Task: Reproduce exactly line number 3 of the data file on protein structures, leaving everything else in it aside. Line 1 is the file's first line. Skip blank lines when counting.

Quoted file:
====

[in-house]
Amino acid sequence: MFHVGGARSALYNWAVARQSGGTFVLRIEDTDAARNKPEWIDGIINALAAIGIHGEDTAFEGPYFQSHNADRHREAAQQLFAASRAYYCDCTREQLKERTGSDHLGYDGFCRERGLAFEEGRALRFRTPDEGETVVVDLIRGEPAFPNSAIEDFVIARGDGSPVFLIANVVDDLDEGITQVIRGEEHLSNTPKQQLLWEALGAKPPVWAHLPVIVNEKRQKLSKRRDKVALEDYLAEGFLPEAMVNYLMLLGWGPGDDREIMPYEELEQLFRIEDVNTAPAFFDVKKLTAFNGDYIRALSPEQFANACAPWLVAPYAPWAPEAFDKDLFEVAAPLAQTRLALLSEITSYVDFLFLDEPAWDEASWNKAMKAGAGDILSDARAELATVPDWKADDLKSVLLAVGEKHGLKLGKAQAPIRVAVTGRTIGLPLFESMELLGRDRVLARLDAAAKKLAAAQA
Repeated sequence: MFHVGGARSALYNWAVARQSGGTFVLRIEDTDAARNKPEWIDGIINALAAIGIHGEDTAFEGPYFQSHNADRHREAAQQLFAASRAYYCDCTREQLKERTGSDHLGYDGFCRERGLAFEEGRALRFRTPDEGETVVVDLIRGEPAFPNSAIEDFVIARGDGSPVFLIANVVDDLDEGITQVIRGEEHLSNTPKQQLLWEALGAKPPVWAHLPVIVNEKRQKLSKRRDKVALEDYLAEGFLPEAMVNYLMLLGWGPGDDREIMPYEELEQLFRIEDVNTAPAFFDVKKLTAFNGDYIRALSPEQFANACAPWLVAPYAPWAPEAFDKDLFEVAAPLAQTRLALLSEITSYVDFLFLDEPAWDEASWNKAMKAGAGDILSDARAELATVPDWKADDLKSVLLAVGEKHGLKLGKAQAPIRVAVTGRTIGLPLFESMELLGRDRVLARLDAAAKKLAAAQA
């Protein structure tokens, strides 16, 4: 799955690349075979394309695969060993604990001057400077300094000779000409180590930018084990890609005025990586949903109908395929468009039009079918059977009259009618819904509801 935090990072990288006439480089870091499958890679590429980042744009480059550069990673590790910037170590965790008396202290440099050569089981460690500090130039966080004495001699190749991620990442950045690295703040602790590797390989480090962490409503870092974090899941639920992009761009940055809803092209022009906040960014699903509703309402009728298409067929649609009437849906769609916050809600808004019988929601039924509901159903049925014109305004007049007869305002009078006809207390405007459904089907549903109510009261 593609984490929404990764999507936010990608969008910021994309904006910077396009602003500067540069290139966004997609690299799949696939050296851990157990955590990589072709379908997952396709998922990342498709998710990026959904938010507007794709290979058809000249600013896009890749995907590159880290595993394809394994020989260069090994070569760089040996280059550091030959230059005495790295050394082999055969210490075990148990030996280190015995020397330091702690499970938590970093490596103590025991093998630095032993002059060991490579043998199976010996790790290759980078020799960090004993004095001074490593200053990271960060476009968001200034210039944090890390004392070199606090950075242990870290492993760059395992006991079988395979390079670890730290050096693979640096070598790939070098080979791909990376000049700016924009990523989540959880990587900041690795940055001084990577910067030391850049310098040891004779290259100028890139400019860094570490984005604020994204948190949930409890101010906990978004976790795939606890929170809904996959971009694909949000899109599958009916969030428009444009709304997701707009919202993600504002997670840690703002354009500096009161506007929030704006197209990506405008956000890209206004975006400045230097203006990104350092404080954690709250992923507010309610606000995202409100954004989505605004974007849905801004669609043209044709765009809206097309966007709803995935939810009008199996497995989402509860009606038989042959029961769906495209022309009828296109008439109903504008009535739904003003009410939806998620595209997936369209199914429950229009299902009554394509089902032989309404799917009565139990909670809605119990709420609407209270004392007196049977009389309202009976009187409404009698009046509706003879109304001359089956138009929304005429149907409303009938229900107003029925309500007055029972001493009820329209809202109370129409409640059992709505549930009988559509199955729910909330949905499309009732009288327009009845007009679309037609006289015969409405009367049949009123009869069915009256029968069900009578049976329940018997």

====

Repeated sequence: MFHVGGARSALYNWAVARQSGGTFVLRIEDTDAARNKPEWIDGIINALAAIGIHGEDTAFEGPYFQSHNADRHREAAQQLFAASRAYYCDCTREQLKERTGSDHLGYDGFCRERGLAFEEGRALRFRTPDEGETVVVDLIRGEPAFPNSAIEDFVIARGDGSPVFLIANVVDDLDEGITQVIRGEEHLSNTPKQQLLWEALGAKPPVWAHLPVIVNEKRQKLSKRRDKVALEDYLAEGFLPEAMVNYLMLLGWGPGDDREIMPYEELEQLFRIEDVNTAPAFFDVKKLTAFNGDYIRALSPEQFANACAPWLVAPYAPWAPEAFDKDLFEVAAPLAQTRLALLSEITSYVDFLFLDEPAWDEASWNKAMKAGAGDILSDARAELATVPDWKADDLKSVLLAVGEKHGLKLGKAQAPIRVAVTGRTIGLPLFESMELLGRDRVLARLDAAAKKLAAAQA